Not too many years ago, Britain found itself in the throes of an ‘energy crisis’ which threatened to leave the country without power unless a rapid solution could be implemented.
Energy costs were high and reported to climb higher, demand apparently outstripped production capacity, there was talk of turning off street lights and power outages across the country.
Decision makers quickly grasped the olive branch provided by alternative power suppliers and leapt into ‘renewable energy’. Crazy schemes were proposed from oceans of gigantic wind turbines to harnessing the tide to create the vital power that was lacking.
Sanity prevailed and solar power became the ‘buzzword’ of the moment.
Government initiatives were rapidly implemented to encourage a new source of power generation, us. Everyone from large corporations to small home owners was offered powerful incentives to make electricity for themselves and ‘sell’ any surplus back to the grid providers at extremely attractive rates. Sudsidised solar panels began to appear on people’s roofs literally everywhere. A new industry was born and the energy crisis was averted. This radical solution to the energy crisis was called Microgeneration. Hundreds of thousands of tiny power producers all making their own electricity and feeding their small surplus contributions back to the grid for others to use. Clever.
Several years later we find ourselves plunged into another crisis, the housing crisis.
Once again, we are warned of imminent disaster as the requirement for housing heavily outstrips supply and the threat of mass homelessness becomes a harsh reality.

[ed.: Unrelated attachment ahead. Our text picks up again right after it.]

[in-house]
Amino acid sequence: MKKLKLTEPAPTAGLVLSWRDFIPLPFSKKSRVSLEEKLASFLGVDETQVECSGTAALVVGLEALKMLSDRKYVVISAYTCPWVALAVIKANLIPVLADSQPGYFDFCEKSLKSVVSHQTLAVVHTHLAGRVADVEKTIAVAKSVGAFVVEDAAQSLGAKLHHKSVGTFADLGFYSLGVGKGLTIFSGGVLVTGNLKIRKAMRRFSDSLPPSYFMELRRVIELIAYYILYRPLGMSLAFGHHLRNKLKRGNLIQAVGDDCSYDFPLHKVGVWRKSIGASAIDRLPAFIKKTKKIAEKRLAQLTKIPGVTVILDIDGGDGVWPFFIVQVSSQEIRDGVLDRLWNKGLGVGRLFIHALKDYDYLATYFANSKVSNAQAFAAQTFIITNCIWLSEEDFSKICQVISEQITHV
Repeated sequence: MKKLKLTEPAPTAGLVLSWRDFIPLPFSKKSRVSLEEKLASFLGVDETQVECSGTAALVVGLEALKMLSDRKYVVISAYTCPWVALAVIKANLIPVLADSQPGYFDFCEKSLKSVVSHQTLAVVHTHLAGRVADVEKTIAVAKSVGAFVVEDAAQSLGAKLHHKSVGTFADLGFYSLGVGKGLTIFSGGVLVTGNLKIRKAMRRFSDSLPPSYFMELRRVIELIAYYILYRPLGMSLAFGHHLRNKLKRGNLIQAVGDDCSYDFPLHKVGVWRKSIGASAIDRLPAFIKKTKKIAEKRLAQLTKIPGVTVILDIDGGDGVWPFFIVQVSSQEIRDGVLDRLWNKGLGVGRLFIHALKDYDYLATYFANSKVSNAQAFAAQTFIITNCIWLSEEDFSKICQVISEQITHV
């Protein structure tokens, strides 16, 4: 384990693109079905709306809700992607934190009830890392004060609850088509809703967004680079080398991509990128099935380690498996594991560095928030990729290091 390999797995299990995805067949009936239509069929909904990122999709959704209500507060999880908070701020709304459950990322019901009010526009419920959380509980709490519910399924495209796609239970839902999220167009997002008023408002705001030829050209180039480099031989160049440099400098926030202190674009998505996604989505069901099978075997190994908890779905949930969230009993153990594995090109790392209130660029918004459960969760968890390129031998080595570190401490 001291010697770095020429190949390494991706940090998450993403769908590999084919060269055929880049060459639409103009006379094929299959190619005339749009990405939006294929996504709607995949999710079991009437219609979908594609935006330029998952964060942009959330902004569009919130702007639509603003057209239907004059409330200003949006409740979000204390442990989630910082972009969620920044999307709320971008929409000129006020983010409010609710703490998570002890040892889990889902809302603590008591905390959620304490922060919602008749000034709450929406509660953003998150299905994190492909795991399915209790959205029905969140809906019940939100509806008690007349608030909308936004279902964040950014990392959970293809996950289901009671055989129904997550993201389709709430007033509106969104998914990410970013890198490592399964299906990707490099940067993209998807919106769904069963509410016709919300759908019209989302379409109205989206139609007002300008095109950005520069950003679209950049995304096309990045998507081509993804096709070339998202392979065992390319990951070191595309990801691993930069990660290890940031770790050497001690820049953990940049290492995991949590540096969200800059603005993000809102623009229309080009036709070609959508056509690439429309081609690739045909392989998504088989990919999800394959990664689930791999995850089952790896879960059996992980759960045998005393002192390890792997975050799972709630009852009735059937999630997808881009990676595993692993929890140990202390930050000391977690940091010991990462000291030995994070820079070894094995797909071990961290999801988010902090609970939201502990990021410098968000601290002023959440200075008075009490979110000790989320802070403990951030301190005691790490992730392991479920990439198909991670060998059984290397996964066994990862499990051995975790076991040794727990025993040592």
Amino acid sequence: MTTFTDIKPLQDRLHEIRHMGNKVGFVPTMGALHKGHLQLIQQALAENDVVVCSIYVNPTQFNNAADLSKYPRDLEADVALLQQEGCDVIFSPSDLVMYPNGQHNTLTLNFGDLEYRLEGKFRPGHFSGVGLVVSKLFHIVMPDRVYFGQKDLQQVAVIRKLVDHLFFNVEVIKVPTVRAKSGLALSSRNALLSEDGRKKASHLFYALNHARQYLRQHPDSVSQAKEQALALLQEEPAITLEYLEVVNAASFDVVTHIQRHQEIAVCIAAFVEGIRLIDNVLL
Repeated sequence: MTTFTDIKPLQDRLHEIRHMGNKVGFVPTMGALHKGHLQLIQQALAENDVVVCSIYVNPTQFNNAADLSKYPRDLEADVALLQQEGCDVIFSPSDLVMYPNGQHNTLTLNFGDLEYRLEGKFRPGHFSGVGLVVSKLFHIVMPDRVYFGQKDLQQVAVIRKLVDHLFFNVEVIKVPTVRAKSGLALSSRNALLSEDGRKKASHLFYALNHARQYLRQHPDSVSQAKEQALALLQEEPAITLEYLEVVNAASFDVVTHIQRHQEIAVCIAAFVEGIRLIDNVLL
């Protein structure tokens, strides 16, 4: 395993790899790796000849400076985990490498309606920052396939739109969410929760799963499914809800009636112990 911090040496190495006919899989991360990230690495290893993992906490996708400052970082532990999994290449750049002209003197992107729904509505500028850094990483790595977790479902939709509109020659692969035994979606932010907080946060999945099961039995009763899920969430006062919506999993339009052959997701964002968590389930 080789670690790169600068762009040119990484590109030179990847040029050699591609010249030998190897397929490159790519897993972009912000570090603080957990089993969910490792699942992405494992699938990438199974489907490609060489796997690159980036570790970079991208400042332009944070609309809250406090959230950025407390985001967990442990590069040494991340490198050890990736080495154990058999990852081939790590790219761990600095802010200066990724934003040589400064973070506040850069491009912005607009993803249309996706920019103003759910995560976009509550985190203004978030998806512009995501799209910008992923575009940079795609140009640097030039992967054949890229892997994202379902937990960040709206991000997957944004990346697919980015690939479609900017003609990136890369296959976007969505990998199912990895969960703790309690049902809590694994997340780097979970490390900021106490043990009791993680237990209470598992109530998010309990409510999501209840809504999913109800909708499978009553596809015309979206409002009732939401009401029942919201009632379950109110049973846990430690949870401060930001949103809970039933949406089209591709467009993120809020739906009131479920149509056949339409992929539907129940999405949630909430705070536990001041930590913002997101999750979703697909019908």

Once again, we are bombarded with crazy schemes and once again some sense is filtering into the housing industry.
Prefabrication, off site construction and modular housing are the keywords of this crisis. But what about the concept of microgeneration? What if lots of people could provide a home for someone? If hundreds of thousands of people were able to house one person that would be hundreds of thousands less homes required. During the energy crisis people made use of their roof to install solar panels. The housing crisis calls for people to use their garden to install small self contained homes for family members or to let.
Young people, students and new families struggle to afford accommodation away from home. The elderly enjoys the independence of a separate home but would prefer living at the heart of the family.
Bauhu Limited, European leaders in prefabricated construction technology and suppliers of off site construction solutions, have recently launched a range of portable, modular buildings which offer a 100% built off site solution for housing, guest accommodation, home care and a range of special purpose uses.
Already dubbed ‘Plug and Play’ homes, these innovative buildings range in size from a compact studio home or guest annex to a three-bedroom house. Smaller models can be equipped for non residential use such as offices, garden rooms, home caring or specialised treatment rooms. Built to a very high specification in Great Britain, Bauhu ‘Plug and Play’ homes comply with international construction codes and easily surpass UK building regulations for permanent housing. Sustainable, attractive and highly efficient with impressive energy ratings, these buildings offer an immediate and cost effective solution to a multitude of accommodation requirements worldwide.
Bauhu buildings are entirely manufactured and fitted out in the factory. Completed, ready to use buildings are shrink wrapped and delivered by truck. Being portable provides additional benefits not normally associated with residential property. Fully self supporting Bauhu ‘Plug and Play’ modules do not require foundations, representing a great cost saving and reducing impact on the site to zero. The mobile nature of the building eases requirements for planning permits and allows the home to be relocated at any time.